Ontario Courts to Paperless? COVID-19 Could Drive Digital Change – Part Two
In the first part of our Blog in this multi-part series, we outlined some of the longstanding concerns about the lack of modernization in Ontario courts, including the chronic delay in moving the filing system away from a paper-based one, towards an electronic filing model.
In this second Blog part, we address some of the suggestions that have been put forward by stakeholders – in many cases, long ago – with the goal of prodding the Canadian justice system toward a more forward-thinking, contemporary model in this area.
Calls For Reform
“Paperless justice”, as we will call it, is not a new idea. The highly regarded website SLAW.ca, which bills itself as “Canada’s online legal magazine” has hosted numerous articles and Blogs over the years written by a broad array of legal authors and other interested writers, each of whom proposed an upgrade to a more electronically-based court filing system for courts throughout North America.
The conversation on this point has actually spanned many, many years, but with little to show for it.
As recently as 2017, for example, there was an article curiously noting the persistent and widespread lack of computer infrastructure within even newly-built courthouses in California, which of course is home to Silicon Valley, the epicenter of modern technology.
Going back to 2013, the authors of an article make some predictions about the future of courthouse technology, and in foreseeing that appellate courts will go fully paperless, they cautiously declare: “We’re not dumb enough to predict when, but it will happen.”
Well, it hasn’t happened soon enough.
Most recently in December of 2019, the pervasive reluctance by the Canadian justice system to fully embrace technology of all types has undergone more intense scrutiny: A five-part series [Available here: part 1, part 2, part 3, part 4 and part 5] chronicles some initiatives proposed in an assortment of scholarly papers, studies, and pilot projects conducted by the Cyberjustice Laboratory and its partners during the course of a seven-year long “Towards Cyberjustice” project. Among the many worthwhile suggestions for modernizing the court system is the repeated call to at least lay the security and data-privacy groundwork needed to implement paperless courts. To date, the justice system is far behind in taking these necessary strides.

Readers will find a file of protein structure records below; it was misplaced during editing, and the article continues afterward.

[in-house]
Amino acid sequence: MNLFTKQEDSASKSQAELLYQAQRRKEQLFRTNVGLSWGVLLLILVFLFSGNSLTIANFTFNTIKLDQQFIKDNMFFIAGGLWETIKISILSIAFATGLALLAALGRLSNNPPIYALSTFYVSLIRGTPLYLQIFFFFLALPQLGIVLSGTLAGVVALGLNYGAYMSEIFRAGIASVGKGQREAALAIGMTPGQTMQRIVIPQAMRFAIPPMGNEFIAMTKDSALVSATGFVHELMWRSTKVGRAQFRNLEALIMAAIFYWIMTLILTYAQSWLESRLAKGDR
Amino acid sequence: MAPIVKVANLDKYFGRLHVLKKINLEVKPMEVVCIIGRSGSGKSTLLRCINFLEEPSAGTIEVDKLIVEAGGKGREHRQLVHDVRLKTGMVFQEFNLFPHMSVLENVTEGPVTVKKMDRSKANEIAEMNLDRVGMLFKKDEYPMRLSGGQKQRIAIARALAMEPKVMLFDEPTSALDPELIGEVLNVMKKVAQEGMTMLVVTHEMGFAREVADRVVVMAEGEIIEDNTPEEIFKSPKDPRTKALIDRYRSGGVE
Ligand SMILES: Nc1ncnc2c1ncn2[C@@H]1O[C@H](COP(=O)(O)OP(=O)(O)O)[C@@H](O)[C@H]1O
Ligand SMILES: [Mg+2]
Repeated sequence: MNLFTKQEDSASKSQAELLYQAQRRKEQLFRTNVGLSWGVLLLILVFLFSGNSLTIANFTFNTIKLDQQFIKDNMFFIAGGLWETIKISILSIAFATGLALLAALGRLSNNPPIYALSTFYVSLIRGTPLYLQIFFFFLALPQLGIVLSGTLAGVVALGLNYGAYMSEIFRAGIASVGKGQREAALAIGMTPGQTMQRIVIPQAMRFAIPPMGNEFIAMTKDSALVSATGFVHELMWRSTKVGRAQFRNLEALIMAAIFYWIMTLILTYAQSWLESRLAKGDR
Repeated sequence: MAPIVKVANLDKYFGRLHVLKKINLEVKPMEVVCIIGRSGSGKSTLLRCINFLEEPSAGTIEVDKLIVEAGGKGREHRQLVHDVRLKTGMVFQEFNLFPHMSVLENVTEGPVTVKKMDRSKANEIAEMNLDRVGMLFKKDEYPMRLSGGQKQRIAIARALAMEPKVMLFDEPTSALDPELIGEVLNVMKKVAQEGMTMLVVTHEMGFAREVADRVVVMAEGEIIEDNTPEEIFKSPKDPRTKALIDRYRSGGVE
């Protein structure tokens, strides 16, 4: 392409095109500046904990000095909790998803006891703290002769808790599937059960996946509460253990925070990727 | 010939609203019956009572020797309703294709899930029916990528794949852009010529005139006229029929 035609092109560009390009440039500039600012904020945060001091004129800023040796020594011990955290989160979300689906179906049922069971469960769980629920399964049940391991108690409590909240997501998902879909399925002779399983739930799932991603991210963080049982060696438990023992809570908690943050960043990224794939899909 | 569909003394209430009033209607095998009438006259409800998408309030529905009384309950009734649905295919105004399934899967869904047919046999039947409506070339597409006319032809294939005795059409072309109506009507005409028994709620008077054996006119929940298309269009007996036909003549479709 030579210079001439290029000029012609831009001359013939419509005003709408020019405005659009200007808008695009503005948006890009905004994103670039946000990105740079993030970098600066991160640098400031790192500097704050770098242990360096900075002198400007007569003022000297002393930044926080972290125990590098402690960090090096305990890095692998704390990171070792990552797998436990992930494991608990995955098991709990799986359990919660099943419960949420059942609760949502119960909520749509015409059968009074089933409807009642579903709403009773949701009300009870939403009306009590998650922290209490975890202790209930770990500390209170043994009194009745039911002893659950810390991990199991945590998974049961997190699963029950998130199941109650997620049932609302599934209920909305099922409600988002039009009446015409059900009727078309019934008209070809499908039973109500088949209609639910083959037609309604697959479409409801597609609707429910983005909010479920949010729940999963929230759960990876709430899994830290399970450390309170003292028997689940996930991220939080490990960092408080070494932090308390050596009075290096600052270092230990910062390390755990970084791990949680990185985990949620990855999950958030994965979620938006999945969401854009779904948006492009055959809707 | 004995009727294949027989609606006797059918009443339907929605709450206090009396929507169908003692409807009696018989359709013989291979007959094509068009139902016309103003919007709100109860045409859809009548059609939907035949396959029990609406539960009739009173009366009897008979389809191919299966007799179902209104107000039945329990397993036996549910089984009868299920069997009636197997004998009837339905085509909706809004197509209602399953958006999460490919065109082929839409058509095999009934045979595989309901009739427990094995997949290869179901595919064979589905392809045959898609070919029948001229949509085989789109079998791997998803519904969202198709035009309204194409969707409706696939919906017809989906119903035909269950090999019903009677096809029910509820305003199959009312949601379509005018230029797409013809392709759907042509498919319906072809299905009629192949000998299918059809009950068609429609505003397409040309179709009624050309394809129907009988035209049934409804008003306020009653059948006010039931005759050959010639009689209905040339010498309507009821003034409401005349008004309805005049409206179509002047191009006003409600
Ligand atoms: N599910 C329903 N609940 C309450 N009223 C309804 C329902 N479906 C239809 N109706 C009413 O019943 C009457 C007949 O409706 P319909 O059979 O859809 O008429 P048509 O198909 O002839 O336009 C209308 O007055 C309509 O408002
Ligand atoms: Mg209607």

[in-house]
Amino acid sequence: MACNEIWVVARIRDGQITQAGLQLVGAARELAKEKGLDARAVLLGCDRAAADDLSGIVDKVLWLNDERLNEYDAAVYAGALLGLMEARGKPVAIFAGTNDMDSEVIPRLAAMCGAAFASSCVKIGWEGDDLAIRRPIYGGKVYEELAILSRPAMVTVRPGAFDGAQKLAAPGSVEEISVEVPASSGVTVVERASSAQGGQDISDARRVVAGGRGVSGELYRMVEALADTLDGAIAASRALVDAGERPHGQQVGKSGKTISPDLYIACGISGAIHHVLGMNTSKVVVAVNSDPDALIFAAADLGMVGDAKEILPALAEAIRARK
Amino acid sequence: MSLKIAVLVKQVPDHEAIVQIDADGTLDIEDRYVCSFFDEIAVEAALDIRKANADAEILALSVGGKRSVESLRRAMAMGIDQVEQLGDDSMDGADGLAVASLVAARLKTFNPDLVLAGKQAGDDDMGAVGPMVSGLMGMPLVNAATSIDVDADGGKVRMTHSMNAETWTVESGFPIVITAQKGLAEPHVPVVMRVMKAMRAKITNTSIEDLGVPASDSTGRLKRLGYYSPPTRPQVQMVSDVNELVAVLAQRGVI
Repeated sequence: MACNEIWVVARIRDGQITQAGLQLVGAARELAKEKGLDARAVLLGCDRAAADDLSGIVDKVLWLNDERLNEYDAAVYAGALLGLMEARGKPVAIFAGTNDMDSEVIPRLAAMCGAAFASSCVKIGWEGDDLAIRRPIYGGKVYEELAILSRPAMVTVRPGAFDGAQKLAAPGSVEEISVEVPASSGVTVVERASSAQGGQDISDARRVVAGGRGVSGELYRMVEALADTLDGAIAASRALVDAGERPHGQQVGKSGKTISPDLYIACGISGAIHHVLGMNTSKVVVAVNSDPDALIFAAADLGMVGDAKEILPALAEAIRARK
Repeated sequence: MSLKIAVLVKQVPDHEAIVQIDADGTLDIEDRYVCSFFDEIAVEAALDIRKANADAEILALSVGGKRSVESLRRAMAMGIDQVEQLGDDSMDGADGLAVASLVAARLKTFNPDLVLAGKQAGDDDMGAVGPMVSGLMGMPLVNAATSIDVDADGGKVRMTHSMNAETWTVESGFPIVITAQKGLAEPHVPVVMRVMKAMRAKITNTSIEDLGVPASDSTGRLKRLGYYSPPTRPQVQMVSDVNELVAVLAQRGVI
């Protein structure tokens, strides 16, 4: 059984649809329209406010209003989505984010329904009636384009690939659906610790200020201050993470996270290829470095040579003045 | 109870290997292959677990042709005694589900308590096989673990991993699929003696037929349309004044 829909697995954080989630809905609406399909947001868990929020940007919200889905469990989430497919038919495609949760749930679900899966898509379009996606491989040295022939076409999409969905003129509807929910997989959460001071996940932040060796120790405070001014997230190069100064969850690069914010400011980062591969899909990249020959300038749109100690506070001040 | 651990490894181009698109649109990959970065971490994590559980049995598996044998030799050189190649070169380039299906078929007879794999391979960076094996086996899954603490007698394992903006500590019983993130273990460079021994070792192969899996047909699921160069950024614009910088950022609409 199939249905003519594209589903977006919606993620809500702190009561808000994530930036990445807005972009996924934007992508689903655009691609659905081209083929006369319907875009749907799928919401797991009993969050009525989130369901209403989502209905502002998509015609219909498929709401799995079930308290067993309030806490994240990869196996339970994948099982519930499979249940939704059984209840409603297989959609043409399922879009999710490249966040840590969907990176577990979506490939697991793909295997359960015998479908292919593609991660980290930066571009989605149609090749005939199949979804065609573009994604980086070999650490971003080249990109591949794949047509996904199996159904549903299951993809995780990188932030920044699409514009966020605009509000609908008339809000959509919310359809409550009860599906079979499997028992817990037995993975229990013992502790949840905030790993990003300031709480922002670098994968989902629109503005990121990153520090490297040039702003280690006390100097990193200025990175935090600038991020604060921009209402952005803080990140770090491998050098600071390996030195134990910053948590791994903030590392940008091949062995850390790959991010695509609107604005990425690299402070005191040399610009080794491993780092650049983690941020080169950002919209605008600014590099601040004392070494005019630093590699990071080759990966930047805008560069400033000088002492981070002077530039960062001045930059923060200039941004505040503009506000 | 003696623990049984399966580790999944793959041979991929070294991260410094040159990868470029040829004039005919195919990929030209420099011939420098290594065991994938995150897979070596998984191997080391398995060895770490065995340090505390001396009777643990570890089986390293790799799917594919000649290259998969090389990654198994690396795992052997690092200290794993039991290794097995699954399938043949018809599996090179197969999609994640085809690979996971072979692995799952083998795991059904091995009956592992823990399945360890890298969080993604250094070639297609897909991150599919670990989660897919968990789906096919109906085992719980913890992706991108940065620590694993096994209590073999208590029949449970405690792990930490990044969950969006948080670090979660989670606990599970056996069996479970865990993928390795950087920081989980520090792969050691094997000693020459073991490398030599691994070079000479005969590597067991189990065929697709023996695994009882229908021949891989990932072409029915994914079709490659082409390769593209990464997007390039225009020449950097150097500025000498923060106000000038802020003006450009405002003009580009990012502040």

What’s In Place Now
To give these proposed initiatives some context in Ontario: The shift towards a comprehensive e-filing system for court documents would not even be a major one.
The Ontario Superior Court of Justice, for example, already allows for certain types of court documents to be filed electronically. Even in the relatively outmoded Family Law process – where the provincial Family Law Rules still expressly mandate that hardcopy documents must be filed – eligible spouses can currently e-file their applications for a joint uncontested divorce or a simple divorce where no other corollary relief is being claimed.
Conceivably, then, a switch to e-filing all court documents would not be a quantum leap, as far the needed technological infrastructure goes.
Update, March 25, 2020: In the course of putting the finishing touches on this segment of the Blog series, the Supreme Court of Canada, the Ontario Court of Appeal have announced that – as a direct result of COVID-19 social/physical distancing measures – they are now allowing court documents to be filed by email. The Ontario Superior Court of Justice appears to be accepting emails from parties on urgent matters.
It’s regrettable that these initiatives toward paperless justice come only now, and only with seeming reluctance, in response to a catastrophic global event like COVID-19 which has made them necessary. Let’s hope they are not merely temporary.
Next Up: The U.S. Experience
For the next Blog in this series, we will look at what some U.S. states have accomplished in the area of paperless justice, as paradigms for what Canadian courts may want to learn and borrow from.
You can review Part One of this series: here.